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Christoph Schwoebel, 1955 – 2021

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On 26 November 2021, a memorial service was held at St Salvator’s Chapel at the University of St Andrews for our friend and colleague Christoph Schwöbel, one of the leading lights of a theological generation, who died suddenly in September. What follows is the tribute I gave on that occasion:

Before Christoph arrived at St Andrews, his books did. They came in 83 boxes, neatly labelled, “Aa – Ac,”…, “Ba – Ba.” We hurriedly commissioned a structural survey to make sure the floor of his office, under the roof of our old college, would sustain the weight; the mental image of sitting in an analytic theology seminar, which took place in the common room beneath it, only to have the ceiling collapse and be buried in books of German theology, stayed often with me.

Then the family arrived, and immediately became a focal point of community, first through the opportunity to bring them daily meals while their son Simon had to spend over two weeks in hospital in Dundee with an infection immediately after they’d arrived, and then through their own cornucopious hospitality: one always found at their house food on every table, good German wine, and – when it was a sit-down meal – musical rounds to give thanks for it all.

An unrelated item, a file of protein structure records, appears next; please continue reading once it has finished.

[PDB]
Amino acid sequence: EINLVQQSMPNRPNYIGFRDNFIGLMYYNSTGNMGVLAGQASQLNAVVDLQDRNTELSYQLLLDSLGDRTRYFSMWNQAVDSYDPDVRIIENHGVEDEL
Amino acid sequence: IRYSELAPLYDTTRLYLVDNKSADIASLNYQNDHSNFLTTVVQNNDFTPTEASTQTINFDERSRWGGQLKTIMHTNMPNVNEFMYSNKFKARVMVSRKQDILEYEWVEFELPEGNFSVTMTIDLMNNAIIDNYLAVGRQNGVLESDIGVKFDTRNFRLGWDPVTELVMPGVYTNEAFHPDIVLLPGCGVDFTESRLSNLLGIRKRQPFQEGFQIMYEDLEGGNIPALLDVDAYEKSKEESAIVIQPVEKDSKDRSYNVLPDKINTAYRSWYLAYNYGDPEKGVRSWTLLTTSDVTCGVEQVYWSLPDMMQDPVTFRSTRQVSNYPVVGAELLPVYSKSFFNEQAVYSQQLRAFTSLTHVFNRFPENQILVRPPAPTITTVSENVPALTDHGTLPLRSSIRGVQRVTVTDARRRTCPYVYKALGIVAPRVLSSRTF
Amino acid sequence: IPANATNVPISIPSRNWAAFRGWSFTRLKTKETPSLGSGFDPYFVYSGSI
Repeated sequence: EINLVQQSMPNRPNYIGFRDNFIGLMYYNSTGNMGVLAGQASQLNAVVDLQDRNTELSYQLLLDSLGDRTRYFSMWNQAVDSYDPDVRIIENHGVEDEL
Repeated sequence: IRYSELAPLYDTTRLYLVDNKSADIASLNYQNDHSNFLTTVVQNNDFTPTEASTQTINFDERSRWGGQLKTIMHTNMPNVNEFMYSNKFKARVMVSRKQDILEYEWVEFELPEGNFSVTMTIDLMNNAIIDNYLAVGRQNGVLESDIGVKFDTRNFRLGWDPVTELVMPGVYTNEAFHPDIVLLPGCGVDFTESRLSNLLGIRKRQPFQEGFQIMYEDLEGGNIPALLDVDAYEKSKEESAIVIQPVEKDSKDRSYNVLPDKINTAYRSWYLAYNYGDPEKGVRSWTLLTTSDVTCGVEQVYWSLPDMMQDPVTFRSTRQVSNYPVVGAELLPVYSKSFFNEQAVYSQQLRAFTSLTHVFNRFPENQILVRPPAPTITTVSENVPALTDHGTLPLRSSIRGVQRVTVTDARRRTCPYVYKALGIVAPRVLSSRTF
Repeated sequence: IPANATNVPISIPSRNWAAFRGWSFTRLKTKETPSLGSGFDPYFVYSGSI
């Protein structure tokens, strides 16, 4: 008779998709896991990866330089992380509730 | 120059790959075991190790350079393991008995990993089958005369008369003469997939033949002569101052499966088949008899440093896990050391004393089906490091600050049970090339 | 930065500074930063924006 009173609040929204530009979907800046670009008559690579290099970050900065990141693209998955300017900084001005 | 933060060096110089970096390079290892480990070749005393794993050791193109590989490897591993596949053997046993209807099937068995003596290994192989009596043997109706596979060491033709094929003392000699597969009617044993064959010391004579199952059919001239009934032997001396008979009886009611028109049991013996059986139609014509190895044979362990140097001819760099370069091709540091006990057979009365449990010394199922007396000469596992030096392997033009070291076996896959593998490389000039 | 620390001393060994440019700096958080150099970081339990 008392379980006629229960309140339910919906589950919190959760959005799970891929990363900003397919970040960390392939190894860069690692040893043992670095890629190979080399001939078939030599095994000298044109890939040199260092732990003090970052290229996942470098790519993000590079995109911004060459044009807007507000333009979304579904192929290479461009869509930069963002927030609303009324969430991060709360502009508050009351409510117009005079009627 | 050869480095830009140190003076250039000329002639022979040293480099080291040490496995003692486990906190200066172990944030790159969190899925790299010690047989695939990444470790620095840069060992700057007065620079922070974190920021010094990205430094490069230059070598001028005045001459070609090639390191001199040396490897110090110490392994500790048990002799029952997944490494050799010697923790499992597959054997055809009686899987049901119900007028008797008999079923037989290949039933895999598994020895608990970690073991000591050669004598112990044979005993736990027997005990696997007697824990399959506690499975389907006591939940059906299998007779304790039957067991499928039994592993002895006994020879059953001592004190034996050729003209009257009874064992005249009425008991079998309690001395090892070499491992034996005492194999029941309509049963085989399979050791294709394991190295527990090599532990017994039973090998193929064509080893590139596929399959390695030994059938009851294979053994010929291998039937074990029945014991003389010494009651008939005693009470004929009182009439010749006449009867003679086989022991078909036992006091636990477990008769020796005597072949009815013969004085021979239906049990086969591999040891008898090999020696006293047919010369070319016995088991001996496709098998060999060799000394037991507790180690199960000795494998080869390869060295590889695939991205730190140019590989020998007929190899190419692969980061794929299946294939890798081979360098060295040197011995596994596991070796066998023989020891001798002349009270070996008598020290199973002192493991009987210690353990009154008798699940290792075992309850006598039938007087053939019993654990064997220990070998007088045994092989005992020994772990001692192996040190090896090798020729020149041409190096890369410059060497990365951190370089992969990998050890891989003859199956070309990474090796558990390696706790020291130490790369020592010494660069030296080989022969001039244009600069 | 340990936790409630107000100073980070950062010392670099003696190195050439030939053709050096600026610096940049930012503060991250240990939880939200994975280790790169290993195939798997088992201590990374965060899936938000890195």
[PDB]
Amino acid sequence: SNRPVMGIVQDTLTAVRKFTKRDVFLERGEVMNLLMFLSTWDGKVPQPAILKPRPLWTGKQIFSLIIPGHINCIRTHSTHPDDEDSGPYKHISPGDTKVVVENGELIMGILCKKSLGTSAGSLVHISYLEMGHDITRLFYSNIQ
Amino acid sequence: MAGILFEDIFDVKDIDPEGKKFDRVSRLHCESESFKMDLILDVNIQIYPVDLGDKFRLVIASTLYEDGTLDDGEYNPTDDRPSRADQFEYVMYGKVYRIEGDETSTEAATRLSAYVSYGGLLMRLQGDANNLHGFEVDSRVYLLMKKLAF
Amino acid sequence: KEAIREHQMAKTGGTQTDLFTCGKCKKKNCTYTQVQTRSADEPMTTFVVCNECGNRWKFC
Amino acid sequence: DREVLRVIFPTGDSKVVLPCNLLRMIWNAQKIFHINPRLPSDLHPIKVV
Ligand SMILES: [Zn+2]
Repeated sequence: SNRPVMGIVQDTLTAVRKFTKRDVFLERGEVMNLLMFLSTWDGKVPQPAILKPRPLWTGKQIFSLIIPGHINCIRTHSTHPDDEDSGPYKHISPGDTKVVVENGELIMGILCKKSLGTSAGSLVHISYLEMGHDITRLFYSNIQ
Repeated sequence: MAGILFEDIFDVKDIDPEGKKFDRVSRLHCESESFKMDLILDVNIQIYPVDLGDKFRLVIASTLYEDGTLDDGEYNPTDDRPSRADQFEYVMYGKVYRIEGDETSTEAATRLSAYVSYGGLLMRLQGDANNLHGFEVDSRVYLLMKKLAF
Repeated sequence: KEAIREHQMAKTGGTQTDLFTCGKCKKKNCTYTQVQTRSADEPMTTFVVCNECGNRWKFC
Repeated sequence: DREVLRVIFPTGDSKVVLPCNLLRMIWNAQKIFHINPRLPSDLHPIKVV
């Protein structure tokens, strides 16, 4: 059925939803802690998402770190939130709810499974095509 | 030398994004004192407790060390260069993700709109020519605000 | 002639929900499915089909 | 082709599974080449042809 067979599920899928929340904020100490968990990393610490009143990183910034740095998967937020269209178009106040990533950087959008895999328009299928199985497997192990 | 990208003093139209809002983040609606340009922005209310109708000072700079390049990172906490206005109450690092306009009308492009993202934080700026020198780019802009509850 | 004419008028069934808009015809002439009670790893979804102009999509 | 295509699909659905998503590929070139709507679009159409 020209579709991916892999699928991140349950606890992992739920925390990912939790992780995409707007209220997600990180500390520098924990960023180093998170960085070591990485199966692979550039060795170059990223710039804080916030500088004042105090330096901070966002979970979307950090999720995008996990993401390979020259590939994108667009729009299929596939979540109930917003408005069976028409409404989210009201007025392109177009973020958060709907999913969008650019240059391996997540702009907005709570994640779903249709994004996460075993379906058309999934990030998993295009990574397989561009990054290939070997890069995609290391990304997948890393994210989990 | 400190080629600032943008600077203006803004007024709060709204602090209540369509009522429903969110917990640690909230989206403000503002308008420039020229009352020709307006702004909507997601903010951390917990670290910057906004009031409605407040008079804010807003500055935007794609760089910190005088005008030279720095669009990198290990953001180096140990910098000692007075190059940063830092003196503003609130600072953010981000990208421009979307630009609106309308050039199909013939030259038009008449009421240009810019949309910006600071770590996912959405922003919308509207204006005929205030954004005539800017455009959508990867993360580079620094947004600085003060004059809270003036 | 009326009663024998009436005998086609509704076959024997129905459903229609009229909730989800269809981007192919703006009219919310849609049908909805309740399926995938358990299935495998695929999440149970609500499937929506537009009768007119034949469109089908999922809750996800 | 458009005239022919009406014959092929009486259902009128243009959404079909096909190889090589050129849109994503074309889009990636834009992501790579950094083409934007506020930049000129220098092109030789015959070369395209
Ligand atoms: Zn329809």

The students who didn’t know Christoph by his teaching knew him by his pipe, with which he marked the rhythms of the academic day. Perhaps my enduring image of him will be as the professor standing under the great Holm Oak in St Mary’s sixteenth-century quad, smoking his pipe, surrounded by students as if he were the stem of a bunch of grapes. And in many respects, that is what he was. He nurtured his students to fullness, urged them to perfection, as Rilke puts it in his ‘Autumn Day’. He listened to them, stretched their vision, their questions, and their range of interlocutors, and then urged them to occupy a perspective of their own within these widened horizons. Not so that they could distinguish themselves, but so that they had a voice to contribute to the great conversation that he saw theology, that he saw all of reality, as being.

As director of our graduate course in Systematic & Historical Theology, and for a while as director of all postgraduate research students, Christoph accepted the brunt of the reality that the challenges to finding one’s place or one’s voice were not only intellectual but often minutely practical ones. I remember him and his family biking out to a student’s rural residence, four and a half miles from here, during the first lockdown, to see whether they could help identify better mobile internet coverage, which the student was struggling to obtain to attend classes and do his research. I know that his students’ burdens burdened Christoph, and that their successes were precious to him.